Implementation of the Convention has been on the agenda of numerous conferences sponsored by civil society and the private sector throughout the Hemisphere. The Trust of the Americas and the Andean Development Corporation recently sponsored a conference in Cartagena, Colombia on the important role of the press in anticorruption efforts. In addition, a number of non-governmental organizations have utilized the Internet to distribute information about the Convention and to report on corruption and anti-corruption events nationally and throughout the Hemisphere. These include the Foundation for Public Ethics in Argentina (www.worldpolicies.com), the Latinamerican Center for Development Administration (www.clad.org.ve) in Venezuela and Probity (www.probidad.org.sv) in El Salvador.
While the Department of State's U.S. Mission to the OAS has been working extensively within the OAS in cooperative efforts to implement the Convention, other Department offices and other United States agencies continue to engage in activities that directly and indirectly support implementation. In addition to the law enforcement activities in such areas as drug interdiction, money laundering and trafficking in human beings, the United States has funded training of law enforcement officials throughout the Hemisphere. Other agencies, such as USAID and the Office of Government Ethics have assisted directly in the implementation of the Article III prevention measures, such as developing codes of ethics and methods of financial disclosure and enhancing civil society's role in the struggle against corruption. In addition, USAID has supported a number of programs to enhance transparency and accountability in judicial systems, to create anticorruption units in public ministries and to disseminate information about anticorruption events, legislation and best practices throughout the Hemisphere. One of its major dissemination activities is Projecto Respondabilidad Anticorrupcion en las Americas, which uses both hard copy and the Internet (www.Respondanet.com) to provide current information and data on anticorruption matters throughout the Hemisphere. The USAID Mission in Mexico is preparing an anticorruption program which responds directly to the new Mexican administration's interests and the government of the United States has assured the government of Mexico that other agencies are also prepared to consult and assist its anticorruption efforts.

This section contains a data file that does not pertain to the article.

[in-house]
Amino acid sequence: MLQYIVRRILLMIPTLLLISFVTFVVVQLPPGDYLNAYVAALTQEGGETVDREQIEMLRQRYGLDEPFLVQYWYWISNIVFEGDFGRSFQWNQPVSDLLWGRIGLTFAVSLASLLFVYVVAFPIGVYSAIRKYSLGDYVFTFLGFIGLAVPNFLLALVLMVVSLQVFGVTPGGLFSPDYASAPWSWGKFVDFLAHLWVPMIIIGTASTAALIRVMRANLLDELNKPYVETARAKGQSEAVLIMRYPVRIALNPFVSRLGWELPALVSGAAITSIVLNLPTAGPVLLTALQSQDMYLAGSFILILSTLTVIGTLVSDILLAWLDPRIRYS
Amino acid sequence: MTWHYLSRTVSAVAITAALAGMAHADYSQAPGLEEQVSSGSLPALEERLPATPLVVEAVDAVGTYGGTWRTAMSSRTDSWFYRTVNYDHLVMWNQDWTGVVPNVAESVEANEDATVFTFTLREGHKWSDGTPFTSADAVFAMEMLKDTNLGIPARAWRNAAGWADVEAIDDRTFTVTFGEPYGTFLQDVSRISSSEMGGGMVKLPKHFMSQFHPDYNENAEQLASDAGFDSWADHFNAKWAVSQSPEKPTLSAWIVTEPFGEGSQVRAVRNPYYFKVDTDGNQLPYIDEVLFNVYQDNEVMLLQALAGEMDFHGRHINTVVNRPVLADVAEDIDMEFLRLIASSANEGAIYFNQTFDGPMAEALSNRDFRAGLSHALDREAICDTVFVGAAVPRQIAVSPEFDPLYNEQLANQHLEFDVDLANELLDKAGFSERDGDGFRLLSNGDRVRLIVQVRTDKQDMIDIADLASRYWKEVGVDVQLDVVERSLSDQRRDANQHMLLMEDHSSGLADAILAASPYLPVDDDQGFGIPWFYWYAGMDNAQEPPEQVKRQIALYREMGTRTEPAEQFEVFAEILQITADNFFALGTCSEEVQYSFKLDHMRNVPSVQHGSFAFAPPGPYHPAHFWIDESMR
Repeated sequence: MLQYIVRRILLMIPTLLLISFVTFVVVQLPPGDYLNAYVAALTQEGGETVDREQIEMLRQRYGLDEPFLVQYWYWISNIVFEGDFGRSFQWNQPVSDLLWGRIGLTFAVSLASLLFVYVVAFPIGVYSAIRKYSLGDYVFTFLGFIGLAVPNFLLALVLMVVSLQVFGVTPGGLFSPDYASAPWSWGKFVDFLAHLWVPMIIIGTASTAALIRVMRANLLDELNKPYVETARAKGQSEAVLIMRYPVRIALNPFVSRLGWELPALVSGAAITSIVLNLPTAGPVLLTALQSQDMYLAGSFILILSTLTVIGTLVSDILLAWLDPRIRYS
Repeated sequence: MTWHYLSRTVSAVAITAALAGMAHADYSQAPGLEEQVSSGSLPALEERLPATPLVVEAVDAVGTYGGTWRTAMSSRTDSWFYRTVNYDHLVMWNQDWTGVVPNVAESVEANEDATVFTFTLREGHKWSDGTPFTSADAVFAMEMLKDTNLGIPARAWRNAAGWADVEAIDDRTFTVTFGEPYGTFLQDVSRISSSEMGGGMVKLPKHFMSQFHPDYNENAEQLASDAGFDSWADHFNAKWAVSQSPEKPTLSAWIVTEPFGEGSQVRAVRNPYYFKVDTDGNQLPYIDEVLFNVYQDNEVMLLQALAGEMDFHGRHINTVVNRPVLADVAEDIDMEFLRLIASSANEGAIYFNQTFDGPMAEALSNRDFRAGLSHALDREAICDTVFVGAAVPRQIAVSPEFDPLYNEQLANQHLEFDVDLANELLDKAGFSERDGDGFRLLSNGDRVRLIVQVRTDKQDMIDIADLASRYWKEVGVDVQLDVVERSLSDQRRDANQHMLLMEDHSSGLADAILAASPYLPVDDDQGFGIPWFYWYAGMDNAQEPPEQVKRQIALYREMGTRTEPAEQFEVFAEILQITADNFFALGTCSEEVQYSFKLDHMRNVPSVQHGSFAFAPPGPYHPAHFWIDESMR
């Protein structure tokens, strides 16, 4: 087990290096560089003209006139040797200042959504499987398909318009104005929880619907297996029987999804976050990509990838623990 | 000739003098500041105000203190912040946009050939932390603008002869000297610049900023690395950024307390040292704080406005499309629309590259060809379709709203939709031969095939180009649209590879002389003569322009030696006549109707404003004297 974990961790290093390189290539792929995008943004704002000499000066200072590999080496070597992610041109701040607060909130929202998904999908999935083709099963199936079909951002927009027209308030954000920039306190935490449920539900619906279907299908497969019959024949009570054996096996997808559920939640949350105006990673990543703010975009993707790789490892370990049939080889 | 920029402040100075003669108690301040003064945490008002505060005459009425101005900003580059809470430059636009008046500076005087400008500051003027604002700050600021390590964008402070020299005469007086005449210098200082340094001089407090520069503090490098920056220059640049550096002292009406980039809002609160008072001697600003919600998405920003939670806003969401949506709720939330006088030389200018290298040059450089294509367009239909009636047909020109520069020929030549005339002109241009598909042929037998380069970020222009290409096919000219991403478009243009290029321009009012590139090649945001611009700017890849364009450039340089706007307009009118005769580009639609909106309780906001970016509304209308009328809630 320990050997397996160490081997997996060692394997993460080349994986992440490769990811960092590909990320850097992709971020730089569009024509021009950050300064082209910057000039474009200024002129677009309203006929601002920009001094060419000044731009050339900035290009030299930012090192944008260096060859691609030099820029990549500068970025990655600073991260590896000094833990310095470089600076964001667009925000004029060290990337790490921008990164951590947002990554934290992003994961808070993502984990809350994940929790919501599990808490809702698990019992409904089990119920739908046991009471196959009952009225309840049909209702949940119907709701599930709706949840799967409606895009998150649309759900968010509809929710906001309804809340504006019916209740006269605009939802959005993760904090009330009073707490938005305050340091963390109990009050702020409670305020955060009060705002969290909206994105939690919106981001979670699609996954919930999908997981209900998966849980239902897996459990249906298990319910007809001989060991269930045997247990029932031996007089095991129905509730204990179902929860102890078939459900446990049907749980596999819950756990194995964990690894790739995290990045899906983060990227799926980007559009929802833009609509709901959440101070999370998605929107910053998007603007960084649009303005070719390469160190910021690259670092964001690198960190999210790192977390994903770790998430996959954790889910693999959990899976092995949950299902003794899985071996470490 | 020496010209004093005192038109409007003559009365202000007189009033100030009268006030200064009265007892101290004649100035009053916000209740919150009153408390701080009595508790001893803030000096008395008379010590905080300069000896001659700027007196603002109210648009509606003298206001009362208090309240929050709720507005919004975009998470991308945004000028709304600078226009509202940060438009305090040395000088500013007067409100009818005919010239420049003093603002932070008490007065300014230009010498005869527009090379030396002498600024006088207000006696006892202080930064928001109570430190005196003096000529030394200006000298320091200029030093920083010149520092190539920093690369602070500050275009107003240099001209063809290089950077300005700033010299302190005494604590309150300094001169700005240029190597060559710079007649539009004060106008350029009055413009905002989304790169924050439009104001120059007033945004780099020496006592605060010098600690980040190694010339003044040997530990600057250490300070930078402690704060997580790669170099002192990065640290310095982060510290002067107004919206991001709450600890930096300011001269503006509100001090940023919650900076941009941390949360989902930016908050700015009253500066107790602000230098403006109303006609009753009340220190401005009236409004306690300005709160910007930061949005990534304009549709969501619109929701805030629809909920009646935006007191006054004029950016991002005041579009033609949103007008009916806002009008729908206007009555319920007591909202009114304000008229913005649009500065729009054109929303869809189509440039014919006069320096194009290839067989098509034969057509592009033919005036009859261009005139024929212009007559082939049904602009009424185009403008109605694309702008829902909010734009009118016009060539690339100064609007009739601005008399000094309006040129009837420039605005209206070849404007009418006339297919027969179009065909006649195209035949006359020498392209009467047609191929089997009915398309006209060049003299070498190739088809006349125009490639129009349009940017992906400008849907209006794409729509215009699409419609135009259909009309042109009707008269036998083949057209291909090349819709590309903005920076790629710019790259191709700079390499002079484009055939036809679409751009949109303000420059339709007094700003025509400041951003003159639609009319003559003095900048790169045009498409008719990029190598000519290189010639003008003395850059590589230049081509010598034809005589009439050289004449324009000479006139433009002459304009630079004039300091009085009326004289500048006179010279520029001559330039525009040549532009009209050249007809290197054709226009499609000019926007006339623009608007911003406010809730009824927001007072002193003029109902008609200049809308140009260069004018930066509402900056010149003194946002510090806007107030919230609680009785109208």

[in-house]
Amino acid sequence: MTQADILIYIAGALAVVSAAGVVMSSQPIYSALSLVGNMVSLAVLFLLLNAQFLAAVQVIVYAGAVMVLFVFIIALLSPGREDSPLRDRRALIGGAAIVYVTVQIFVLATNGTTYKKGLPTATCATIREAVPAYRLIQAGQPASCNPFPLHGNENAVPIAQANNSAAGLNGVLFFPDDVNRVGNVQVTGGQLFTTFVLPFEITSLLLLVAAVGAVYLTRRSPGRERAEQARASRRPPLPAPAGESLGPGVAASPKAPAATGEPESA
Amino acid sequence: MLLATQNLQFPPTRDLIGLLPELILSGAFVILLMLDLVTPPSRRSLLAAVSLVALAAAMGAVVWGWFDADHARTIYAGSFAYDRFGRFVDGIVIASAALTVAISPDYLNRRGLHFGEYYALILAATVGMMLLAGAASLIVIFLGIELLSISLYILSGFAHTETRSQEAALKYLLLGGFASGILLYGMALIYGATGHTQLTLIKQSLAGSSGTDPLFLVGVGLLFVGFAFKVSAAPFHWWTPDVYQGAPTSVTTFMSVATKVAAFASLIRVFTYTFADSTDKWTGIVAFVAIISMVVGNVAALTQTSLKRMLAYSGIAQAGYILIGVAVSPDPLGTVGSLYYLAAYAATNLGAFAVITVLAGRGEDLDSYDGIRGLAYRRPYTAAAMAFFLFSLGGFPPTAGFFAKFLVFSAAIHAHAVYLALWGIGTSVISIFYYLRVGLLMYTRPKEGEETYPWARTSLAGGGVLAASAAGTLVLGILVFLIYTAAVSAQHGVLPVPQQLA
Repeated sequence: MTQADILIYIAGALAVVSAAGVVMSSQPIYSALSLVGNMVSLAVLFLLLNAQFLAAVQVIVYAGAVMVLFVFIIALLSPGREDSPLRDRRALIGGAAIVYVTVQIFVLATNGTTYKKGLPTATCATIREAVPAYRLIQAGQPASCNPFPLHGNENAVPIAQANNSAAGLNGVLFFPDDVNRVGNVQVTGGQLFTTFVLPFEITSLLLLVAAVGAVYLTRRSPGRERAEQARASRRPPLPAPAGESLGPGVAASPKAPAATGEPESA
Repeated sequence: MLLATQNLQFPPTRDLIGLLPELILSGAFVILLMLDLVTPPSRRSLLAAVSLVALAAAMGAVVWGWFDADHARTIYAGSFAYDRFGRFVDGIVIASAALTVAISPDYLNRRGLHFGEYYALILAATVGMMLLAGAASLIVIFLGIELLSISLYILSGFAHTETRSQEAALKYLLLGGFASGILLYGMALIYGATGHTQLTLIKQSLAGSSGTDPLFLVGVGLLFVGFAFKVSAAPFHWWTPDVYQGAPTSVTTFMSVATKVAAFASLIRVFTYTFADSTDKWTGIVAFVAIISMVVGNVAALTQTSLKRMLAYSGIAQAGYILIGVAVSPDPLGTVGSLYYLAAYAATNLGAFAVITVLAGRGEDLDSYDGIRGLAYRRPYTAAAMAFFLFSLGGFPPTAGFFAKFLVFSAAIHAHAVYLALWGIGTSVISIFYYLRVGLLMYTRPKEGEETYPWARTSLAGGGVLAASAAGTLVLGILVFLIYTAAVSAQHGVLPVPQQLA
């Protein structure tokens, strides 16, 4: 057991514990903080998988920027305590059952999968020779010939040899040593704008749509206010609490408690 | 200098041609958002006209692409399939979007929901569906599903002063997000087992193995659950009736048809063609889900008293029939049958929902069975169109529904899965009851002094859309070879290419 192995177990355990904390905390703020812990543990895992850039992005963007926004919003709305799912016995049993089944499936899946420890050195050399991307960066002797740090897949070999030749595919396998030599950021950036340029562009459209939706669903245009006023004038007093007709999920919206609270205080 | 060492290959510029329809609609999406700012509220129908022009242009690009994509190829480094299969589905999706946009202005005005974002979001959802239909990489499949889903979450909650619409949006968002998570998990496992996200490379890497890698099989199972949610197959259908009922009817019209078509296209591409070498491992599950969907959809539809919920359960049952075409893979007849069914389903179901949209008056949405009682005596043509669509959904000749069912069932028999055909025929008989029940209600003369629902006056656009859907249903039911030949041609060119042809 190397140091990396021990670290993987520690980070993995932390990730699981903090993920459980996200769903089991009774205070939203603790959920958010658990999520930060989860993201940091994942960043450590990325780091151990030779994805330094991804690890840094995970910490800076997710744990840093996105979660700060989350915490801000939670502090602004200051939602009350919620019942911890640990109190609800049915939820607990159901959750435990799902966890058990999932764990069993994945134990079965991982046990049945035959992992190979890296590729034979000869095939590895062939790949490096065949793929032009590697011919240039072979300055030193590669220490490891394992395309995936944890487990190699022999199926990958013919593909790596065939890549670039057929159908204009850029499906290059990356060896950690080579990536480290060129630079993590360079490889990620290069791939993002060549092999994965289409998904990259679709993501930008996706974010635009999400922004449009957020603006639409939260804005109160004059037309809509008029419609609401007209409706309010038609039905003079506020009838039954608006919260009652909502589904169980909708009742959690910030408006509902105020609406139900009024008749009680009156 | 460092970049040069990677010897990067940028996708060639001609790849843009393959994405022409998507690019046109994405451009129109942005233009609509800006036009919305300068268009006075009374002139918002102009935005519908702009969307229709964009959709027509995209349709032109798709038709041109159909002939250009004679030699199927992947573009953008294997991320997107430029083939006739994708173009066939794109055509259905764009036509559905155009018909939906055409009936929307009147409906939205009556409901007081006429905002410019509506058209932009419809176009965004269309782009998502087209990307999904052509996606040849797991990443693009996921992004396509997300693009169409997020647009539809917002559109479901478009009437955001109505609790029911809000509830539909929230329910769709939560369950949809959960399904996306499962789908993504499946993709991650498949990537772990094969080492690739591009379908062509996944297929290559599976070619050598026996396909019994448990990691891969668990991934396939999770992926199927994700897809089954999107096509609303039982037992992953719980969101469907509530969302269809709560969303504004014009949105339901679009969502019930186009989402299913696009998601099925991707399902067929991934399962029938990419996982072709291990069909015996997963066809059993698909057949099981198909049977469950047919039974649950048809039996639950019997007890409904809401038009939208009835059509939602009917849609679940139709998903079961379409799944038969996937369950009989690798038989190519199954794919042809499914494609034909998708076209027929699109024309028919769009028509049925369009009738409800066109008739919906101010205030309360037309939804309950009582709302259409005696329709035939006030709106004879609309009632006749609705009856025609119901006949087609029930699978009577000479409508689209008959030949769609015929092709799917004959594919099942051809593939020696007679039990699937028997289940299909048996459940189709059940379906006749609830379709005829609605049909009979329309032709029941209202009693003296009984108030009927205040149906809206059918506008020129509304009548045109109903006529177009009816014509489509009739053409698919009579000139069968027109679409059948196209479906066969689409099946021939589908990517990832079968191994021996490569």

The Inter-American Convention, unlike the later OECD Anti-Bribery Convention and Council of Europe Criminal Law Convention, does not include an obligatory mutual evaluation mechanism. The negotiations leading to the adoption of the Convention did not include any discussion of such an evaluation mechanism. However, comparisons between the Convention and other international anticorruption instruments, and other observations about the implementation of the Inter-American Convention, prompted considerable discussion about the need for such a mechanism.